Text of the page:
this point are now going to be framed fully in the context of both the

question of the Russia story – sorry, from yesterday and the knowledge now

today from “The New York Times” story that Comey was keeping notes and

clearly has a paper trail of what he viewed as if not interference then

certainly a troublesome pattern on the president`s behalf because of his

interest in Russia and his interest in preserving Flynn`s job.

 

So, any internal shake up in that could include McMaster. I mean, there

were stories a couple of weeks ago that the knives were out at the White

House for McMaster. Should there be a move now to replace McMaster would be

viewed entirely in the lens of, you know, did he do enough to protect the

president on the Russia story or not. Even though presumably any discontent

that Trump may have had with McMaster certainly predated this episode and

the same is true for the selection of the next FBI director.

 

JANSING: The problem it seems to me, Matt, is that the knives may be out,

but almost everything that we have seen, especially over the course of the

last week or so, which has been such a horrible one for this White House,

are self-inflicted wounds.

 

CONTINETTI: Right. It`s hard to see how any staff shake-up will have an

effect on this presidency, unless the new staff would be able to control

the president. And if there is one thing that we know about the president,

he`s extremely impulsive and he`s also very unpredictable. And so a lot of

these mistakes have been partly rookie mistakes, they also have been partly

been Trump mistakes.

 

He is the same man that he has been since he kind of launched into the

public scene in the 1980s and what we`re learning is that the skills that

made him such a successful businessman, TV star and candidate for president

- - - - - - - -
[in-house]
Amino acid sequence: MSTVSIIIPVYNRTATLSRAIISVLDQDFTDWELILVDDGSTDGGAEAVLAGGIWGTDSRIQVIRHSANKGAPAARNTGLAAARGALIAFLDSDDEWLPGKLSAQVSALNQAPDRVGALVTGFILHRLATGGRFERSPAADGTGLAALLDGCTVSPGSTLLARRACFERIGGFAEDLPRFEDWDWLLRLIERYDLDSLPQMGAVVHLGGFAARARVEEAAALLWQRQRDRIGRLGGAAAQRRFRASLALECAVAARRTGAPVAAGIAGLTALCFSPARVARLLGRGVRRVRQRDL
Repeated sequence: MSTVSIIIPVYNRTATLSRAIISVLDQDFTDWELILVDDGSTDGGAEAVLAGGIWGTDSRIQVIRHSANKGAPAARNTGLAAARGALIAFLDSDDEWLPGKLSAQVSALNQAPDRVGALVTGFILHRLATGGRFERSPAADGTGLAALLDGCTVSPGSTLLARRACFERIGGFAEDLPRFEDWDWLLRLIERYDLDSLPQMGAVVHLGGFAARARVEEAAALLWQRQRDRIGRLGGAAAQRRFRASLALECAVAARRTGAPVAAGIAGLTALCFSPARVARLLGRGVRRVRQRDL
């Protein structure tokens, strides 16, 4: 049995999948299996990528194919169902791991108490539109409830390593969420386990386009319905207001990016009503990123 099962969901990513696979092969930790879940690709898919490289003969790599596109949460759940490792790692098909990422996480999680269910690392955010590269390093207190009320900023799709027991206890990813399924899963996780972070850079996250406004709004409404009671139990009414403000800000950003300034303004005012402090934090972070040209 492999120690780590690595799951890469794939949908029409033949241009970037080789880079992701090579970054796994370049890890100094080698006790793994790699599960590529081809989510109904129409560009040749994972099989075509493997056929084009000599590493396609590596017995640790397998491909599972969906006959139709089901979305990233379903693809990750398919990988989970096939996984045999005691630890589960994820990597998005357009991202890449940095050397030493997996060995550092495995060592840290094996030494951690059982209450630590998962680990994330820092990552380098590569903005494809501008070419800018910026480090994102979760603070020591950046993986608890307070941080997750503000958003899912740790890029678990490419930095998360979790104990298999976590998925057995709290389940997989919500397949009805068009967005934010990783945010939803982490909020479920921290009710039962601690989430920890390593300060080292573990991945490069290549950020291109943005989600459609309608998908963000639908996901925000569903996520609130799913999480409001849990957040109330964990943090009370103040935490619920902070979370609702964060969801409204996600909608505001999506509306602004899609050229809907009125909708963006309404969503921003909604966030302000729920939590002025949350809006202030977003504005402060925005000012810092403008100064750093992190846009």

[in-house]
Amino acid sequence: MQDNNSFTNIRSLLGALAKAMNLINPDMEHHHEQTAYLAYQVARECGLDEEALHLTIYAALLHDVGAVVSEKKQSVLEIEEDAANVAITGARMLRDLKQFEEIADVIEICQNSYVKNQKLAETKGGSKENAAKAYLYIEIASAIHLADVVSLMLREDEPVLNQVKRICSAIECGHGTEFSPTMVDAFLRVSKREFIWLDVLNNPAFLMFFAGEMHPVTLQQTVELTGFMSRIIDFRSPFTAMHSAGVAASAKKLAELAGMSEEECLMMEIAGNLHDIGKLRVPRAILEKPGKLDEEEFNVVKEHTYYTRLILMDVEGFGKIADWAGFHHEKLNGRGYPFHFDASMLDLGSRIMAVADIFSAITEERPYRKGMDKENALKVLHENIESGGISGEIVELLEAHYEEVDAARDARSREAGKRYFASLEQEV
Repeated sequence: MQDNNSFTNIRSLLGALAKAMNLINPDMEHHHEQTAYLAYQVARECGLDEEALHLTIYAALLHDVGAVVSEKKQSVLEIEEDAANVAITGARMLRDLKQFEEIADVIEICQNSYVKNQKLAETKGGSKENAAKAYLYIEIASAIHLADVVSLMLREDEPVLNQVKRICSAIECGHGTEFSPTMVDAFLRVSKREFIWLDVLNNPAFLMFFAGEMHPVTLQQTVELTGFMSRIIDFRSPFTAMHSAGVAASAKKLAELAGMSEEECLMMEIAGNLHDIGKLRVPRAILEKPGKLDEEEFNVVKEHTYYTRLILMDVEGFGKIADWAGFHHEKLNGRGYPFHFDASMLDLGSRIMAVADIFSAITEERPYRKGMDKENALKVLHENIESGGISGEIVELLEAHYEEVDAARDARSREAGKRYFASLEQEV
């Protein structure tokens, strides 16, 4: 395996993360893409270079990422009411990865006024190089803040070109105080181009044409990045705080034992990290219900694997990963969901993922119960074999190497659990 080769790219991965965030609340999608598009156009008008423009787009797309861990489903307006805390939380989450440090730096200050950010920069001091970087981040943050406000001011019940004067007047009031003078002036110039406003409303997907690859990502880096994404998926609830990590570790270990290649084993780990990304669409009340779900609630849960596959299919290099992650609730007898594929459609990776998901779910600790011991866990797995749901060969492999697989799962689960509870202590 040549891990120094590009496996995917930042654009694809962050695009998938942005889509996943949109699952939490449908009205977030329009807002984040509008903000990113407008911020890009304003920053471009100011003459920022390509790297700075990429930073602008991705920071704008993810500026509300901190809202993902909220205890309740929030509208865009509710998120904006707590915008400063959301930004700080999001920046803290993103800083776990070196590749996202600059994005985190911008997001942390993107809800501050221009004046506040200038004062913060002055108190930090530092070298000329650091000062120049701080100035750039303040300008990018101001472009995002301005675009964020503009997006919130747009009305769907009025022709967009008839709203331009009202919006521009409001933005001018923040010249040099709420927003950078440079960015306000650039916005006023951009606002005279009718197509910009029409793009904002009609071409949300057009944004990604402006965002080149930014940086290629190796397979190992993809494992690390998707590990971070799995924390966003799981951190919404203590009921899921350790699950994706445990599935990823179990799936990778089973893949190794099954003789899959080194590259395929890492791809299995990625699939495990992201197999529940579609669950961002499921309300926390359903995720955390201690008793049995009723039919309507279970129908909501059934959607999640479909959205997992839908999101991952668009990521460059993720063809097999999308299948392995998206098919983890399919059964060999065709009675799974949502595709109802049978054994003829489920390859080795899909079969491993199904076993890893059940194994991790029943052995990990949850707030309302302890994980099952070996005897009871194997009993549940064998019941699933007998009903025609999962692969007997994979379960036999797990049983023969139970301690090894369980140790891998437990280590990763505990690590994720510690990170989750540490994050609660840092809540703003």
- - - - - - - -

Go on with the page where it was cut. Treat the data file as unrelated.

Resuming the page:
don`t necessarily translate into a successful presidency.

 

JANSING: We just got a tweet from Richard Burr. I just got handed this. He

said, actually, this was a tweet from somebody who had just talked to him.

He said, the burden is on “The New York Times” to get and show the memo.

Let me go back to Peter Alexander who is standing by at the White House.

Any more from there about how they are reacting to this?

 

ALEXANDER: Any more from the White House, Chris?

 

JANSING: Yeah.

 

ALEXANDER: Right now obviously they are disputing the way that this memo is

being described. They say this version of events is not true. I reached out

to the office of the attorney general, Jeff Sessions, as well as you heard

from Michael Schmidt from “The New York Times” who broke the story a short

time ago.

 

He said as this meeting was taking place in the oval office there had been

a gathering of several individuals before Sessions among others were taken

out of the oval office so the president could have the opportunity to speak

one-on-one with James Comey, asked if the attorney general, Jeff Sessions,

his team had any comment on it.

 

They are declining to comment on it right now. Of course, he and the deputy

attorney general, Rod Rosenstein, right now are in charge of finding the

next FBI director, the person ultimately that will oversee this FBI

investigation into potential ties between Donald Trump`s campaign aides and

Russian operatives, which is notable that Jeff Sessions is playing a role

in that given the fact we know he pledged to recuse himself from anything

involving the Russia investigation.

 

The White House appoints to the acting FBI director`s comments just a

matter of days ago saying there was in his words no effort to impede the

Russia investigation. Chris?

 

JANSING: Anne Gearan, let me go back to you. I wonder what you make of this

by Burr who obviously is a key person, as we look at this Russia

investigation. And he`s saying the burden is on “The New York Times.”

 

GEARAN: Yeah, I mean, I think that – we don`t know the whole of what Burr

said here, but I mean clearly that will be the impulse among Trump

supporters and probably many Republicans in general just to say, look,

here`s something that “The New York Times” said happened. But we want to

see it written down. The answer to that will – the easiest answer to that

may be that he – Comey testifies and says it himself.

 

JANSING: We have a lot more to learn about this breaking news. Anne, Matt,

Cornell, thanks to all of you for being with us as we make our way through

this. Peter Alexander at the White House, our thanks to you. Thanks to

everybody watching. MSNBC of course will have much more on this breaking

news throughout the evening.

 

THIS IS A RUSH TRANSCRIPT. THIS COPY MAY NOT BE IN ITS FINAL FORM AND MAY

BE UPDATED.

END